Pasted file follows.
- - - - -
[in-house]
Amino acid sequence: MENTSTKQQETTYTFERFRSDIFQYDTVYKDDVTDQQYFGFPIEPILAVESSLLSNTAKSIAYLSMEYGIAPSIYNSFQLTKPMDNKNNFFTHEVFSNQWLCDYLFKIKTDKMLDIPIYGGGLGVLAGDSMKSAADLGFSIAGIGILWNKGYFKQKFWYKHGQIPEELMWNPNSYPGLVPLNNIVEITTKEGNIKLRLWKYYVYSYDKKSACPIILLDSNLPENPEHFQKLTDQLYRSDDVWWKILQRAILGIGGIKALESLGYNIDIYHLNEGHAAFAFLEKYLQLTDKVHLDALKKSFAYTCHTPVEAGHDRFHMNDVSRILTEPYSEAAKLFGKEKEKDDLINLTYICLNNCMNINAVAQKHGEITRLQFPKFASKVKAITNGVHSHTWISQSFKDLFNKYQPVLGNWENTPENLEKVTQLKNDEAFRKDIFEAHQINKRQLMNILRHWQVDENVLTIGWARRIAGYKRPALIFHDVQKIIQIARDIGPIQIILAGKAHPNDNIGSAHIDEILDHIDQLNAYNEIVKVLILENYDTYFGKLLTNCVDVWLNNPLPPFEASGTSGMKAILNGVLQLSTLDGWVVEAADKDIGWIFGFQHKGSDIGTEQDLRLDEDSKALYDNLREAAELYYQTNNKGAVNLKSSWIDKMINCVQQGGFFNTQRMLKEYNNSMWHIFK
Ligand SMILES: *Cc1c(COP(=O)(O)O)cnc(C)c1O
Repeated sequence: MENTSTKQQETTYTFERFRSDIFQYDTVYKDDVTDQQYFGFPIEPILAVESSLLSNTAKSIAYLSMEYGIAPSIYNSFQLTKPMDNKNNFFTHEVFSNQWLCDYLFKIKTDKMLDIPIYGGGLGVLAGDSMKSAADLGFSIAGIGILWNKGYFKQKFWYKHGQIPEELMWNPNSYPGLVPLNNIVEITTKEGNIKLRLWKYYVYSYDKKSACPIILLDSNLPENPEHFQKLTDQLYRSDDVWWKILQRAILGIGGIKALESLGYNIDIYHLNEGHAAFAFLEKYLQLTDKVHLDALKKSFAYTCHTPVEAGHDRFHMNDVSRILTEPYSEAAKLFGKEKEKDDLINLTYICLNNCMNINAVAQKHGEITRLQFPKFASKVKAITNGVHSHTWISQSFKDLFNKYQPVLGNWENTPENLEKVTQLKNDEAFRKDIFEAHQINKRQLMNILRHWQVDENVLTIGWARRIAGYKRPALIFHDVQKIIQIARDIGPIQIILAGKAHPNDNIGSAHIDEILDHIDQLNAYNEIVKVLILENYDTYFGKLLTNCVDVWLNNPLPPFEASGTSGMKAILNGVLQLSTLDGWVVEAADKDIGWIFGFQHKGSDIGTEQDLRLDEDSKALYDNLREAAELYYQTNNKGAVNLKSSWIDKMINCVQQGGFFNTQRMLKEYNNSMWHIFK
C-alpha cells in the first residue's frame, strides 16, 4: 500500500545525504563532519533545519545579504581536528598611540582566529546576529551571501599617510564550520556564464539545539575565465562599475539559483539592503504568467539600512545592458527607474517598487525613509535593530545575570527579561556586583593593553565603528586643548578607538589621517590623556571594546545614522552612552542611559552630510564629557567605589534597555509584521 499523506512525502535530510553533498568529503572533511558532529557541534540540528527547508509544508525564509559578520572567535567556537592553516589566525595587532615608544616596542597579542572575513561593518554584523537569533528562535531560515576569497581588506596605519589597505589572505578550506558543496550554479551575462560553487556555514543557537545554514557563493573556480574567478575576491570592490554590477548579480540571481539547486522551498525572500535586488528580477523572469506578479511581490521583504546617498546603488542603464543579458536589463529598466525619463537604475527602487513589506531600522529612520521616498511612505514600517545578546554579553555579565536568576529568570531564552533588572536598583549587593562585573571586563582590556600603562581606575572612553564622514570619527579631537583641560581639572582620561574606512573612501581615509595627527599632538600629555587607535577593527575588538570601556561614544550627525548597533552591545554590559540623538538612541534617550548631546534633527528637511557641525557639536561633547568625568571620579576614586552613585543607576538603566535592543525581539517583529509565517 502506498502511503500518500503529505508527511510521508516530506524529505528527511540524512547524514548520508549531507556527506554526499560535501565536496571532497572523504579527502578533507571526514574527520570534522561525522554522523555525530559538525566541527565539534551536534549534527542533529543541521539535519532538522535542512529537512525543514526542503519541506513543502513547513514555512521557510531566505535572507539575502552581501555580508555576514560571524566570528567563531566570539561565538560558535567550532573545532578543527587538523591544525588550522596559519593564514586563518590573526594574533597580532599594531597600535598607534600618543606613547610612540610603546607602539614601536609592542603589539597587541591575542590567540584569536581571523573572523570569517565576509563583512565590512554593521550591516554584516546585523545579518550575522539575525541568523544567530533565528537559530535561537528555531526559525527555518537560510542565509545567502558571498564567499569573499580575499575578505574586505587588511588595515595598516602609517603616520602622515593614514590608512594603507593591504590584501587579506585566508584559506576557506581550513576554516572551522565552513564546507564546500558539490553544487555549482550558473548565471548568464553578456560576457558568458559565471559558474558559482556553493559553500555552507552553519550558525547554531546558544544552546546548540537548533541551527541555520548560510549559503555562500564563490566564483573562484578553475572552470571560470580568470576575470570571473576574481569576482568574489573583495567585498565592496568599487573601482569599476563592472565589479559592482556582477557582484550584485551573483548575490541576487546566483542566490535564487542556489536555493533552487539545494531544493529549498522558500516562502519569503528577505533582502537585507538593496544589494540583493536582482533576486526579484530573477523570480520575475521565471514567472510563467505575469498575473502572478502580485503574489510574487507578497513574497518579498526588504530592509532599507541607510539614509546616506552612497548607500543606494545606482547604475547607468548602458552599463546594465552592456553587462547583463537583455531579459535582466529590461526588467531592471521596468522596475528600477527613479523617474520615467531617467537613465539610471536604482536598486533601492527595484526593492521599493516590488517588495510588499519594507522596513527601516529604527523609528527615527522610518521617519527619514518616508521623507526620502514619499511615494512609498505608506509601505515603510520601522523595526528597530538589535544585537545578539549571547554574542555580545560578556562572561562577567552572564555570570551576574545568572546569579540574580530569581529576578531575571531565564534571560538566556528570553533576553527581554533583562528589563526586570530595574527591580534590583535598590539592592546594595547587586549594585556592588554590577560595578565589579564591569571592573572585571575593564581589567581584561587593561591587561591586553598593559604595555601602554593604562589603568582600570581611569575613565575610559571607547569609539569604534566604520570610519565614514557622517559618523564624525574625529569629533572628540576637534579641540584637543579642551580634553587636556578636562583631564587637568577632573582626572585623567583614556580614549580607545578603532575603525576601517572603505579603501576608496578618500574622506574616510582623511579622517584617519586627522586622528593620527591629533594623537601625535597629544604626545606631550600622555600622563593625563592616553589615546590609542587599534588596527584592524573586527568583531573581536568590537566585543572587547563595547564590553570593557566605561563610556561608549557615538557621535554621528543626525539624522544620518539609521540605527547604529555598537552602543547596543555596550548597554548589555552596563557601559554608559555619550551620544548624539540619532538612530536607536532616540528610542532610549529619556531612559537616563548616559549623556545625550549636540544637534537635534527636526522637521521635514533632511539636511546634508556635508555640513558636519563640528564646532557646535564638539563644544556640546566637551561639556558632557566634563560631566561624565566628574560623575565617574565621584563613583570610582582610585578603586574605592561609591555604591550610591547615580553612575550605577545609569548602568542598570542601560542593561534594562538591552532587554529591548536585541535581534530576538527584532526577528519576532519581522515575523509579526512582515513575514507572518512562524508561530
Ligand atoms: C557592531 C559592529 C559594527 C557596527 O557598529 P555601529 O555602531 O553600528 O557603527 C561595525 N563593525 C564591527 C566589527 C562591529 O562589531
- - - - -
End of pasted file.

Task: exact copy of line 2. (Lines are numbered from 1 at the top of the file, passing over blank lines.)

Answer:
Amino acid sequence: MENTSTKQQETTYTFERFRSDIFQYDTVYKDDVTDQQYFGFPIEPILAVESSLLSNTAKSIAYLSMEYGIAPSIYNSFQLTKPMDNKNNFFTHEVFSNQWLCDYLFKIKTDKMLDIPIYGGGLGVLAGDSMKSAADLGFSIAGIGILWNKGYFKQKFWYKHGQIPEELMWNPNSYPGLVPLNNIVEITTKEGNIKLRLWKYYVYSYDKKSACPIILLDSNLPENPEHFQKLTDQLYRSDDVWWKILQRAILGIGGIKALESLGYNIDIYHLNEGHAAFAFLEKYLQLTDKVHLDALKKSFAYTCHTPVEAGHDRFHMNDVSRILTEPYSEAAKLFGKEKEKDDLINLTYICLNNCMNINAVAQKHGEITRLQFPKFASKVKAITNGVHSHTWISQSFKDLFNKYQPVLGNWENTPENLEKVTQLKNDEAFRKDIFEAHQINKRQLMNILRHWQVDENVLTIGWARRIAGYKRPALIFHDVQKIIQIARDIGPIQIILAGKAHPNDNIGSAHIDEILDHIDQLNAYNEIVKVLILENYDTYFGKLLTNCVDVWLNNPLPPFEASGTSGMKAILNGVLQLSTLDGWVVEAADKDIGWIFGFQHKGSDIGTEQDLRLDEDSKALYDNLREAAELYYQTNNKGAVNLKSSWIDKMINCVQQGGFFNTQRMLKEYNNSMWHIFK